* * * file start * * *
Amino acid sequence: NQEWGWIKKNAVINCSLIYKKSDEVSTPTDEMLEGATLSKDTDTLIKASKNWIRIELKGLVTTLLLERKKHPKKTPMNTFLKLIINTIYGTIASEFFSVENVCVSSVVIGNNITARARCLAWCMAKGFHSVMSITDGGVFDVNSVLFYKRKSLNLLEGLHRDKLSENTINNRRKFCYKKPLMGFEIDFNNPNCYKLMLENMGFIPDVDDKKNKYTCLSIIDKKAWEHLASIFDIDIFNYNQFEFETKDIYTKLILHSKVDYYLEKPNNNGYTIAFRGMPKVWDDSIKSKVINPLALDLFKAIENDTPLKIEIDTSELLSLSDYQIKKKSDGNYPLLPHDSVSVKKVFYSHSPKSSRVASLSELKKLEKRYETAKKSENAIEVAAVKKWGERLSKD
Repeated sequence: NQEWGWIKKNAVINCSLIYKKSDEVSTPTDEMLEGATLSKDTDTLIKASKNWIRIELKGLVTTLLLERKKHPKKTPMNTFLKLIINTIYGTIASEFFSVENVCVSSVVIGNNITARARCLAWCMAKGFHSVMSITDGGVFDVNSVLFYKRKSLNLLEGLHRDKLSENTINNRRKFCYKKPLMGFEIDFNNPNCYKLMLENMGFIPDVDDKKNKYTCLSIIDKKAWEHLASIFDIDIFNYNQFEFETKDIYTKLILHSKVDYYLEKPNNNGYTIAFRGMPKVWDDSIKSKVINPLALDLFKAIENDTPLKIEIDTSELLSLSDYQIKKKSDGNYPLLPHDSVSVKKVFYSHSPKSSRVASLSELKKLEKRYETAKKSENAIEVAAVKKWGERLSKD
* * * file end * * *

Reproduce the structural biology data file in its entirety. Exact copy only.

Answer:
Amino acid sequence: NQEWGWIKKNAVINCSLIYKKSDEVSTPTDEMLEGATLSKDTDTLIKASKNWIRIELKGLVTTLLLERKKHPKKTPMNTFLKLIINTIYGTIASEFFSVENVCVSSVVIGNNITARARCLAWCMAKGFHSVMSITDGGVFDVNSVLFYKRKSLNLLEGLHRDKLSENTINNRRKFCYKKPLMGFEIDFNNPNCYKLMLENMGFIPDVDDKKNKYTCLSIIDKKAWEHLASIFDIDIFNYNQFEFETKDIYTKLILHSKVDYYLEKPNNNGYTIAFRGMPKVWDDSIKSKVINPLALDLFKAIENDTPLKIEIDTSELLSLSDYQIKKKSDGNYPLLPHDSVSVKKVFYSHSPKSSRVASLSELKKLEKRYETAKKSENAIEVAAVKKWGERLSKD
Repeated sequence: NQEWGWIKKNAVINCSLIYKKSDEVSTPTDEMLEGATLSKDTDTLIKASKNWIRIELKGLVTTLLLERKKHPKKTPMNTFLKLIINTIYGTIASEFFSVENVCVSSVVIGNNITARARCLAWCMAKGFHSVMSITDGGVFDVNSVLFYKRKSLNLLEGLHRDKLSENTINNRRKFCYKKPLMGFEIDFNNPNCYKLMLENMGFIPDVDDKKNKYTCLSIIDKKAWEHLASIFDIDIFNYNQFEFETKDIYTKLILHSKVDYYLEKPNNNGYTIAFRGMPKVWDDSIKSKVINPLALDLFKAIENDTPLKIEIDTSELLSLSDYQIKKKSDGNYPLLPHDSVSVKKVFYSHSPKSSRVASLSELKKLEKRYETAKKSENAIEVAAVKKWGERLSKD